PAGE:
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Planetary Formation and Rossby Waves

  1. Dec 6, 2012 #1
    I've looked at a number of articles and the idea that Rossby waves play a key role in planetary formation seems to be in style. I have a few questions.

    What are the necessary and sufficient conditions for formation of Rossby waves in a rotating self-contained system? I'd guess it happens whenever there is elasticity and a phase transition.

    It seems that in the planetary formation case the phenom is essentially 3D. There is a "strong vertical component." Is that because the Rossby wave is shoving outermore stuff out of the way?

    Youtube has a 2D display of a 3D simulation, but what I'd really like to see is a 3D display of the 3D simulation. Would it look like two rings intersecting each other at right angles? It seems to me that the Coriolus force would generate a retrograde equatorial current. That would be the equatorial ring. Then the "vertical component" would make a sort of elliptical shape as the stuff moved around the Rossby wave.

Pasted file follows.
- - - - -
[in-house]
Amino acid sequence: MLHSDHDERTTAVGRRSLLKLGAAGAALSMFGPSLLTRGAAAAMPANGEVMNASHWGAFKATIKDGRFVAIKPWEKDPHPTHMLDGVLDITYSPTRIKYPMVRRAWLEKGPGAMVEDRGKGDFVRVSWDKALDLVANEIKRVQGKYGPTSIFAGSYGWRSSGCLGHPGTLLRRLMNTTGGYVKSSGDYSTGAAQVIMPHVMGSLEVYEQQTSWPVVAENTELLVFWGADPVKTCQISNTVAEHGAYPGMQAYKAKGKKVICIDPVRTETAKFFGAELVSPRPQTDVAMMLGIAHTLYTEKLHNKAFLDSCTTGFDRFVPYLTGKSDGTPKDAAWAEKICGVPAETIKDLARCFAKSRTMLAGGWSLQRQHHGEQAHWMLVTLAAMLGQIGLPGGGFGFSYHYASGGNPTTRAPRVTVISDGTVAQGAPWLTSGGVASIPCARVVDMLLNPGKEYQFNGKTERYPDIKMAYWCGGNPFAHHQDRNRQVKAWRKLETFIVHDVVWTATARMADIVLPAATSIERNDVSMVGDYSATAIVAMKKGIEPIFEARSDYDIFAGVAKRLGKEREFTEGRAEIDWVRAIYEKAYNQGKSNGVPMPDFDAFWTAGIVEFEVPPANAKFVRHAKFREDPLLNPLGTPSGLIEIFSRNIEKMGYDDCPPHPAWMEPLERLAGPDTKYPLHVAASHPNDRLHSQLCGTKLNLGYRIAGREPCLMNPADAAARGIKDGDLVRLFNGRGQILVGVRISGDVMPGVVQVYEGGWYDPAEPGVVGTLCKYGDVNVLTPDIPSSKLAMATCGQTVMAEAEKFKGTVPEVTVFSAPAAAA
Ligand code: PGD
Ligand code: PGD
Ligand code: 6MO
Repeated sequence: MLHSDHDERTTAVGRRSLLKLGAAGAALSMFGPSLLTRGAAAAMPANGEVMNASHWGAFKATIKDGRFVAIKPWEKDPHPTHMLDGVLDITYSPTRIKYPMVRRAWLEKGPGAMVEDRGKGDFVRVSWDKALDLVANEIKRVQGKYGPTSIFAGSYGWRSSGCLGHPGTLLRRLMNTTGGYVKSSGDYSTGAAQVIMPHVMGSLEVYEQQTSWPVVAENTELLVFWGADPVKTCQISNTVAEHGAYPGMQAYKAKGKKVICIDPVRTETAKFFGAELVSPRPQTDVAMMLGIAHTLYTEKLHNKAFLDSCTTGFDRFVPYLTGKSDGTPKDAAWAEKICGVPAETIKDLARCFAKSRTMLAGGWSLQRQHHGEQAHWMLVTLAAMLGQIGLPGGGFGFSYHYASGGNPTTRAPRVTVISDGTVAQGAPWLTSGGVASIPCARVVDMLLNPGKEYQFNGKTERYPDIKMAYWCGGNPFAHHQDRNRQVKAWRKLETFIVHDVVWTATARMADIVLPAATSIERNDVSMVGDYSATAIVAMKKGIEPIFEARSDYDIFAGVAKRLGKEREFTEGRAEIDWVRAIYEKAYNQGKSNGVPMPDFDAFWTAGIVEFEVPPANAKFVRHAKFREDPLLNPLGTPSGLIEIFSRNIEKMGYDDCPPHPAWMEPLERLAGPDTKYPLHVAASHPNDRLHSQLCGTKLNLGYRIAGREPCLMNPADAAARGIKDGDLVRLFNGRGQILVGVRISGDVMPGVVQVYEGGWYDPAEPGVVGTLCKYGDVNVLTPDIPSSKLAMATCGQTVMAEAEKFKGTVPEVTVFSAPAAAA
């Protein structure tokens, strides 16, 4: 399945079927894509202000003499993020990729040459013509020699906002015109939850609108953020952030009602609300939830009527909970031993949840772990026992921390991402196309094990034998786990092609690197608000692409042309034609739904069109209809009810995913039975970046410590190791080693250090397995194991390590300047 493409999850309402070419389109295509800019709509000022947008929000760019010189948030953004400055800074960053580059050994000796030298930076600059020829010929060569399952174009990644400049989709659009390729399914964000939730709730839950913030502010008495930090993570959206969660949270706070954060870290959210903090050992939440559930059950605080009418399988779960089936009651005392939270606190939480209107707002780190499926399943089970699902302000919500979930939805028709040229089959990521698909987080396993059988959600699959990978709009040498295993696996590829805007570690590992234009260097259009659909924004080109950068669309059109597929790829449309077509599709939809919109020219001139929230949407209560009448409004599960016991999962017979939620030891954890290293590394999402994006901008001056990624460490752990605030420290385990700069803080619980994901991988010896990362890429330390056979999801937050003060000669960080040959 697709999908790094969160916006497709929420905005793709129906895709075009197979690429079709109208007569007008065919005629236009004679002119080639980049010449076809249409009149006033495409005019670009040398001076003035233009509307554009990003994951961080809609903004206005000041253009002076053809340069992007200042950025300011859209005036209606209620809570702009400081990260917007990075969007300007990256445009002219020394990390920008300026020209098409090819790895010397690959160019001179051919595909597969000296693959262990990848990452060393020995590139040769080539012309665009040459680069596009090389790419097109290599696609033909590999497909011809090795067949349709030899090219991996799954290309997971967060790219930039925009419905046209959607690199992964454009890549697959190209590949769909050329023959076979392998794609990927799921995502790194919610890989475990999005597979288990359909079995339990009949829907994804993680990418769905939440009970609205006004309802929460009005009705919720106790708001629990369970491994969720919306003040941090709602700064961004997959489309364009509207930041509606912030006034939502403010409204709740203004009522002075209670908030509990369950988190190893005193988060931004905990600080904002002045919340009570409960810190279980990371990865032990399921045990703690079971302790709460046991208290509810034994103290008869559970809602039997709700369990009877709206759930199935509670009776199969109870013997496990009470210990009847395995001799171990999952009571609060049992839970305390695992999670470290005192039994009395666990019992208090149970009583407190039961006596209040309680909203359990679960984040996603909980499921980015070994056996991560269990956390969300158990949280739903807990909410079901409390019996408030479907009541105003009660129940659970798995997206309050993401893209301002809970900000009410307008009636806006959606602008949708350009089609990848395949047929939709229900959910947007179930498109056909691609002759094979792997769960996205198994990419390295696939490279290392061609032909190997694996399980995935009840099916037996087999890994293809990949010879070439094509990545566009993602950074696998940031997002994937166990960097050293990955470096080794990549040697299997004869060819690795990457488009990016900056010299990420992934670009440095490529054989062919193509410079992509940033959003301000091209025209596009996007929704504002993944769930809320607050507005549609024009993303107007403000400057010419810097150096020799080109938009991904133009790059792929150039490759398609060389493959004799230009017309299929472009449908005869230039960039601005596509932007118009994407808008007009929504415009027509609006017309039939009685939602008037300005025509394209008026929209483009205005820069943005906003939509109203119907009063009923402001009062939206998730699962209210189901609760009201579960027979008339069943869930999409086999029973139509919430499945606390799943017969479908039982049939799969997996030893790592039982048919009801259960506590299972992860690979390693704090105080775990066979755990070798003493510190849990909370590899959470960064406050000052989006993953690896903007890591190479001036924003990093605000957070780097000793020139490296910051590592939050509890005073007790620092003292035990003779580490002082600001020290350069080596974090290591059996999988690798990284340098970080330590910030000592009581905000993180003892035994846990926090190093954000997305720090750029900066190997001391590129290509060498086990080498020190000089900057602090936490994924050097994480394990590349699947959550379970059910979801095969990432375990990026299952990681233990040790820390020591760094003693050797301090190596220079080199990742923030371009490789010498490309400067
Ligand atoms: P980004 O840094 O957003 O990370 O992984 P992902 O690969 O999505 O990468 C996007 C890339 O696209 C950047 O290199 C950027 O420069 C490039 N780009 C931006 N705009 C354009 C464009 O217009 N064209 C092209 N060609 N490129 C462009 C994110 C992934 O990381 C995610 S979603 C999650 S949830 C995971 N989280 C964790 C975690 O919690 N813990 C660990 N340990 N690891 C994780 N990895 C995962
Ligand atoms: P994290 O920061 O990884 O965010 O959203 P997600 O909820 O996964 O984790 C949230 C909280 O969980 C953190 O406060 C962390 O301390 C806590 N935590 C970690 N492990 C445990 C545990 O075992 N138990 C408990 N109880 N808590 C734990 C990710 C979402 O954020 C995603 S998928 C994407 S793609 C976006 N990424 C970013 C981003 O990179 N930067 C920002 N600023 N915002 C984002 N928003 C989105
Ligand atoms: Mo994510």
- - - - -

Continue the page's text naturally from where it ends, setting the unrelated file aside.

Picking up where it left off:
I'd also think that the waves that form in the the planet-forming system would be somewhat like a planet formed entirely of water. ? I'd also think that the planet Jupiter would have big Rossby waves. Maybe they are hidden under the surface.
  2. jcsd
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